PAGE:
—Octavio Paz, On Poets and Others (Arcade Publishing, 1986), translation by Michael Schmidt.



The first line was a feint.


make quick work of

Be suspicious of what you finish easily.


twisting tolstoy

Bad poems are all alike; every good poem is good in its own way.


service first

Stop trying to save poetry and start trying to see how you might serve poetry.


the plunge

I would think of history—and the varieties of language that ride with it—as a vast resource into which one plunges with energy, comparable to sexual energy, demanding and focusing all one’s vitalities. Following this, there is a second phase, which I learned absolutely from Charles Olson: History is important only insofar as it impinges on the present. First, the plunge, the descent into hell, the near-drowning, if you wish; then the return to the surface. Because, if you drown, who cares? And if you don’t plunge, who cares?

— Paul Metcalf, “The Poet and History,” Paul Metcalf, Collected Works, Vol. III, 1987-1997 (Coffee House Press, 1997)


voice advantage

He had the kind of voice that could make pedestrian verses strut.


bottom drops out

Until it’s too late, a reader can’t be certain that a space or a pause in the poem is not an abyss.


one and same

Often narcissist and poet fail to resist synonym.


sum of its form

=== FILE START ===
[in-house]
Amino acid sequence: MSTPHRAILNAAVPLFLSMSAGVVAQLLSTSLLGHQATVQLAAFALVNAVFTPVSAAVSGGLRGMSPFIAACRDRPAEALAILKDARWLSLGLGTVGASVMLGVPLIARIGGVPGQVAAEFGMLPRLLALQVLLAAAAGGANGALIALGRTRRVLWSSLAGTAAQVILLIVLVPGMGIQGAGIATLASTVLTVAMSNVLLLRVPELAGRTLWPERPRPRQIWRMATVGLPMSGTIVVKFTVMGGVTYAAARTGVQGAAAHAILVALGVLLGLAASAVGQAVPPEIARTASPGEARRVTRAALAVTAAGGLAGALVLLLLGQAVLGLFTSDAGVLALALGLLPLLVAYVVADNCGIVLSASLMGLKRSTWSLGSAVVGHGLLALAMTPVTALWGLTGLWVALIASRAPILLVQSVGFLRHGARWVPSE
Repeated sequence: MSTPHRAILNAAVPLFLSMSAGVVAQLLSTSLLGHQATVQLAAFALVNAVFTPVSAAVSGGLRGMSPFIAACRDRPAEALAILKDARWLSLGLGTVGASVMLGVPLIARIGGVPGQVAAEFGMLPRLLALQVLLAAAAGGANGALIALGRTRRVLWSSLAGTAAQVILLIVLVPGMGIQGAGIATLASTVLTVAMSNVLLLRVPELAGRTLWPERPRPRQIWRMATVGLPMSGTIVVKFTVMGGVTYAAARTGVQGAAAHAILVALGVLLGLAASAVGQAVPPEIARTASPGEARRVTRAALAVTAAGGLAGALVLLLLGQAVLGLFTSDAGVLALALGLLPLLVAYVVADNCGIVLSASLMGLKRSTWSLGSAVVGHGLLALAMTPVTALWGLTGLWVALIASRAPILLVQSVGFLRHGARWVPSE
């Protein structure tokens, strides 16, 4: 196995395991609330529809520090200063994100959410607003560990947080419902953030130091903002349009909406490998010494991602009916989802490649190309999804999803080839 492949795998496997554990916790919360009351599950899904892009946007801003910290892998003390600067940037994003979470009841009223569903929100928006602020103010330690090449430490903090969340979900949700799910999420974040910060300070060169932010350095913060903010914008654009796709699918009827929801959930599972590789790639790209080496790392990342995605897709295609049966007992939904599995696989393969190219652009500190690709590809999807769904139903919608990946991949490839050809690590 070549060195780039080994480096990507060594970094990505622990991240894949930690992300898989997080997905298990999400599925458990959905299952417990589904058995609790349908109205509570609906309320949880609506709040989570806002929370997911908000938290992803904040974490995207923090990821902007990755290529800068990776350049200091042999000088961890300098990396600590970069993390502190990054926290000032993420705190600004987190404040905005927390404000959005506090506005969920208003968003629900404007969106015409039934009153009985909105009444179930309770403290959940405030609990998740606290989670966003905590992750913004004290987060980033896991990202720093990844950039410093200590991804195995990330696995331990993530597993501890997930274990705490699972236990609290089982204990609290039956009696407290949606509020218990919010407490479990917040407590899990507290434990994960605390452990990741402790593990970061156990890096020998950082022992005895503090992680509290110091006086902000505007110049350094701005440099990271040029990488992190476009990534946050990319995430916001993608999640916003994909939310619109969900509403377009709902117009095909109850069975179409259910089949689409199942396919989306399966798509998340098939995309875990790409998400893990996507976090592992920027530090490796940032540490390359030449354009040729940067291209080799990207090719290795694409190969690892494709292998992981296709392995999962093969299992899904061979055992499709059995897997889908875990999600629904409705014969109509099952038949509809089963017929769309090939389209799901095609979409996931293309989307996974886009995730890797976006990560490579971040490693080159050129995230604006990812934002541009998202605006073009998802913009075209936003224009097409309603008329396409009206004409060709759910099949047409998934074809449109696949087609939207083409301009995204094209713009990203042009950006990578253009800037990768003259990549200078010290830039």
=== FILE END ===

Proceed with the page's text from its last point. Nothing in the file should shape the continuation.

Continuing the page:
The fault of certain formalists is to think the poem is the sum of its formal elements.


touch of a lover

Every heart sings a song, incomplete, until another heart whispers back. Those who wish to sing always find a song. At the touch of a lover, everyone becomes a poet.

—Plato, The Republic


up to the chin

The poet wades into words unafraid of what the depths hold.


core sample

A poem that was like a core sample of one’s soul.


missed exit

As the poem proceeded you could almost see the poet glancing back at the perfect ending he’d blown by.


new idiom

Like carrying coals to Newcastle. Like bringing poets to Brooklyn.


ringing in your ears

Pantoum the bell tolls…it tolls for you and you again and again…


make a great noise

“Romanticism is the fear of looking truth in the eyes,” [Tolstoi] said last night, speaking of Balmont’s poems. Suler did not agree with him, and read some of them with great feeling, lisping in his agitation.

“That’s not poetry, Lyovushka, it’s charlatanism, nonsense, mere senseless word-spinning. Poetry is artless. When Fet wrote:
     What I will sing, I know not,
     But my song will swell within me,
he expressed the true feeling of the people about poetry. The muhzik, too, knows not what he sings; he just sings oh! and ah! and ai-da-mi! and out comes a true song, straight from the soul, as the bird sings. Your new poets do nothing but invent.


Going through the mail: